Foreclosure in Lansing>Question Details

Bob, Home Buyer in Lansing, MI

We did have our offer accepted at 15% over asking for this foreclosure and inspections are due tomorrow.

Asked by Bob, Lansing, MI Sun Jan 25, 2009

Funny enough, we ran into old owners and talked with neighbors. There is a drainfield issue which neighbors have called health department as it leaked in their field and moisture in the basement which was disclosed once our offer was accepted. Hopefully they aren't huge expenses, but now that inspections are being done and there could be major things wrong would it be more feasible to ask for a repair or move on if the drain field has to be replaced.

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ask for an extension on the contingencies due to the potential health code violations
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1 vote Thank Flag Link Sun Jan 25, 2009
The Hagley G…, Real Estate Pro in Pleasanton, CA

You can always walk away from the deal without losing your deposit; especially if this is a health issue.
0 votes Thank Flag Link Sun Jan 25, 2009

Mike is certainly on the right track by recommending using the Health Department or any other public entity as a resource. You might want to consider having an engineer give you an opinion of what they feel is going on and what it would require to correct it.

Good luck
0 votes Thank Flag Link Sun Jan 25, 2009
Bob, make your offer contingent upon repairs or health department inspection and report. Don't let the long "AS IS Clause" scare you. Get an inspection and some cost figures once the problems are revealed in writting. Get the health department to tell you exactly what they want done to correct the problem,,,then get a quote on the repairs...dont be afraid to give the report from the health department to the contrcator and then both the report and the repair estimate to the bank. Knowledge is power! The more you know the better.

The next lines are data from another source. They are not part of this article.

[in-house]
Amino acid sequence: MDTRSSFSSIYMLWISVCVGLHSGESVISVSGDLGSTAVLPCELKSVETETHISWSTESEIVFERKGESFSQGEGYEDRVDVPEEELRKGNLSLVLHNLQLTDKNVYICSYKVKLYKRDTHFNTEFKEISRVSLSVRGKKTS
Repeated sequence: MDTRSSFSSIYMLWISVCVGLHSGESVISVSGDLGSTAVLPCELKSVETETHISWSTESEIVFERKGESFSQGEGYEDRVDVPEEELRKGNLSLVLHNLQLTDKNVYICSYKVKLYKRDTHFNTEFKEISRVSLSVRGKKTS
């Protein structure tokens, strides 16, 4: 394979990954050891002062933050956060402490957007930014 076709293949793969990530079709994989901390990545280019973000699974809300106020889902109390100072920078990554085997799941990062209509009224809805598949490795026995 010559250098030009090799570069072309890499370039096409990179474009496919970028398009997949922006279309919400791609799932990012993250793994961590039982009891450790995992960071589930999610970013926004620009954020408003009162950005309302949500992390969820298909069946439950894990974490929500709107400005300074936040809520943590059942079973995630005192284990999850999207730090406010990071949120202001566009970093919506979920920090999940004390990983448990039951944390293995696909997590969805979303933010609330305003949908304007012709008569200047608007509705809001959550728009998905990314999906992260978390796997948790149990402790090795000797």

0 votes Thank Flag Link Sun Jan 25, 2009
These are exactly the answers I was looking for and what my agent said. It is owned by Freddie Mac and was told you want a foreclosure by them. Lots of people want this house, but no one knows the issues surrounding it until you start asking....
0 votes Thank Flag Link Sun Jan 25, 2009
Banks RARELY make fixes. Issues that are uncovered as a result of inspections are more negotiating leverage, then a Seller to-do list. I would say you are in the driver's seat ... especially presenting them an offer that much over what was being asked! Best of luck to you...
0 votes Thank Flag Link Sun Jan 25, 2009

In my experience in dealing with banks I have found they are more willing to do a price reduction when asked for repairs. You should gather estimates and talk with as many resources as possible to determine the worst case scenario of fixing the issue. The good thing for you is that this will likely come up with any other buyer as well.

Do not let the "As Is" clause scare you. It does not mean they will not do repairs or lower the price.

Definitely get a well/septic inspection. It should only cost a few hundred dollars and will be worth every penny. The basement dampness could be thousands of dollars to repair. You are best served getting estimates for the work and presenting those with your remedy request.
0 votes Thank Flag Link Sun Jan 25, 2009
Thanks, I am going to make a call to the health dept tomorrow to see what info may be had. Since the soil is hard clay and there is seapage when a family lives in the residence, I am thinking that it was a good thing that a well and septic inspector was a good thing to have coming. I understand what you were saying, I guess my question should be more do banks offer to fix much if there is a major problem or does it vary...
0 votes Thank Flag Link Sun Jan 25, 2009
No one can effectively answer your question without knowing all the variables, nor should specific advice be given about moving forward, or not, as we are not close to your transaction, nor do we represent you. If you were a client of mine, at a bare minimum, I would request, in-writing, that an extension on your inspection contingency timeframe be given (hopefully you have a buyer's agent and you can together determine how much time to ask for) so you can consult with the local health department, any necessary contractors, etc. Making a decision without all the facts, or incorrect data, is not wise. Be diligent here, Bob.
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0 votes Thank Flag Link Sun Jan 25, 2009
That's a tough call, depending on expenses and complications. Your home inspector will advise you what you maybe in for. Move with caution. Mike
0 votes Thank Flag Link Sun Jan 25, 2009
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